Pneumonia is an infection of the lungs with a range of possible causes. It can be a serious and life-threatening disease. It normally starts with a bacterial, viral, or fungal infection. The lungs become inflamed, and the tiny air sacs, or alveoli, inside the lungs fill up with fluid.

Signs and Symptoms

  • Cough
  • Rusty or green phlegm, or sputum, coughed up from lungs
  • Fever
  • Fast breathing and shortness of breath
  • Shaking chills
  • Chest pain that usually worsens when taking a deep breath, known as pleuritic pain
  • Fast heartbeat
  • Fatigue and weakness
  • Nausea and vomiting
  • Diarrhea
  • Sweating
  • Headache
  • Muscle pain
  • Confusion or delirium, especially in older adults
  • Dusky or purplish skin color, or cyanosis, from poorly oxygenated blood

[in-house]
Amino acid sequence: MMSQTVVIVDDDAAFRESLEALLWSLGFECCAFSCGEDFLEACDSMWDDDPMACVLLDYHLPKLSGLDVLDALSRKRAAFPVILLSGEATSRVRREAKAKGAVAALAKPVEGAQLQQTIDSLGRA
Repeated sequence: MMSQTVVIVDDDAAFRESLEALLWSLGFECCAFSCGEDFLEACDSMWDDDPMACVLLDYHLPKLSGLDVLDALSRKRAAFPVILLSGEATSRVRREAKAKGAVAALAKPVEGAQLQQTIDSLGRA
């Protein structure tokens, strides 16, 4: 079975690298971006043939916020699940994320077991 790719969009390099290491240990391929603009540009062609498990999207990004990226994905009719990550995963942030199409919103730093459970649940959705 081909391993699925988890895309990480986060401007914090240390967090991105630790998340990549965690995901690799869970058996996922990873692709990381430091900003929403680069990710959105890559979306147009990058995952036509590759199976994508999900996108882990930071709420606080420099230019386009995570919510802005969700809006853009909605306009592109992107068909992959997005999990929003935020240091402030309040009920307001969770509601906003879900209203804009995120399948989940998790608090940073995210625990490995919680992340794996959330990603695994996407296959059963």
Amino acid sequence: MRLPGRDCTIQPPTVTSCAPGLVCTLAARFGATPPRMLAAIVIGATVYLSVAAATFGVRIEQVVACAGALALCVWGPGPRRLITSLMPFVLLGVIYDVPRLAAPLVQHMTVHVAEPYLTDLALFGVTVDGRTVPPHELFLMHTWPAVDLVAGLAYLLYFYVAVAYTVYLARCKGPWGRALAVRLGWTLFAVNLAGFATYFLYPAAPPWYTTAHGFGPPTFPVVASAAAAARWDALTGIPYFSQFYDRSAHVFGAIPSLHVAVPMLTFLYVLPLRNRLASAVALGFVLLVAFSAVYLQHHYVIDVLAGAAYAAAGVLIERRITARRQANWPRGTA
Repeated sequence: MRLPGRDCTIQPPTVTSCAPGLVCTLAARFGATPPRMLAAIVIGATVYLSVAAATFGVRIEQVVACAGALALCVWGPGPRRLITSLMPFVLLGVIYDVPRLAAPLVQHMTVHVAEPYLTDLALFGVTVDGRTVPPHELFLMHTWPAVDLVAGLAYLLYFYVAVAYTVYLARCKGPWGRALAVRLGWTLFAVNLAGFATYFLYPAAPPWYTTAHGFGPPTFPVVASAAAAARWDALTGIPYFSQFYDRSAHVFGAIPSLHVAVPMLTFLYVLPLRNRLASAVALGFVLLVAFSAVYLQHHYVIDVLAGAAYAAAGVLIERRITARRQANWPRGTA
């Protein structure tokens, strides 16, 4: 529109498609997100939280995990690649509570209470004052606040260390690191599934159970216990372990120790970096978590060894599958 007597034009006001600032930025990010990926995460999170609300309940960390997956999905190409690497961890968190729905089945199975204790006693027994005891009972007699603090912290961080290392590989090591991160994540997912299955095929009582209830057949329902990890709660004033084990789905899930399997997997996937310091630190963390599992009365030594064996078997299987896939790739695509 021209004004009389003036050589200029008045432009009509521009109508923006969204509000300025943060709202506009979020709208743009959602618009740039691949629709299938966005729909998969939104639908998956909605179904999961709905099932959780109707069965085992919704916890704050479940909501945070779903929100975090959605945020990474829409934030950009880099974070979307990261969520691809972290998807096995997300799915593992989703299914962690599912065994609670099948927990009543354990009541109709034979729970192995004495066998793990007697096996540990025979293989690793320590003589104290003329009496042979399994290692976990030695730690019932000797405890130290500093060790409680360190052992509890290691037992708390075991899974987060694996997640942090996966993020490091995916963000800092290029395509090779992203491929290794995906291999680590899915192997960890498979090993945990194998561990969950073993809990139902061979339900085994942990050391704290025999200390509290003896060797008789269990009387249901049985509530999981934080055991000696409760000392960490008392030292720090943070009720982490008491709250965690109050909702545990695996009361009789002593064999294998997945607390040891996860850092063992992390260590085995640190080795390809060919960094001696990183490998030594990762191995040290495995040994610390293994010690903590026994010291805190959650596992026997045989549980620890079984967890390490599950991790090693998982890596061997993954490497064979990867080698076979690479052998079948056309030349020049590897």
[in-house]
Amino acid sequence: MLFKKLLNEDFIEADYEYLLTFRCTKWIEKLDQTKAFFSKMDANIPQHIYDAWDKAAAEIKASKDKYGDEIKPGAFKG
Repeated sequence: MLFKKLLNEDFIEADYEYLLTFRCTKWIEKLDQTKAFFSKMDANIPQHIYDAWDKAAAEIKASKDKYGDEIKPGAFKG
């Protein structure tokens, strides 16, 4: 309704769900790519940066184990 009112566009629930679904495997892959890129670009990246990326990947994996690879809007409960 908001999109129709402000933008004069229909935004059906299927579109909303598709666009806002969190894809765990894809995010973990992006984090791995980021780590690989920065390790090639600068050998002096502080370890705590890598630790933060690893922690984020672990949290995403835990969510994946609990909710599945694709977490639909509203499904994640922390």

Bacteria and viruses are the main causes of this disease. This disease-causing germs can settle in the alveoli and multiply after a person breathes them in.

The bacteria and viruses that cause pneumonia are usually inhaled. They can be passed on through coughing and sneezing or spread onto shared objects through touch.

The body sends white blood cells to attack the infection. This is why the air sacs become inflamed. The bacteria and viruses fill the lung sacs with fluid and pus, causing pneumonia.

Risk Factors

Those most at risk include people who:

  • Children under 5 years or over 65 years
  • Smoke tobacco, consume large amounts of alcohol, or both
  • Have underlying conditions such as cystic fibrosis, chronic obstructive pulmonary disorder (COPD), asthma, or conditions that affect the kidneys, heart, or liver
  • Have a weakened or impaired immune system, due, for example, to AIDS, HIV, or cancer
  • Take medicines for gastro esophageal reflux disease (GERD)
  • Have recently recovered from a cold or influenza infection
  • Experience malnutrition
  • Have been recently hospitalized in an intensive care unit
  • Have been exposed to certain chemicals or pollutants


Treatment depends on the type and severity of the pneumonia.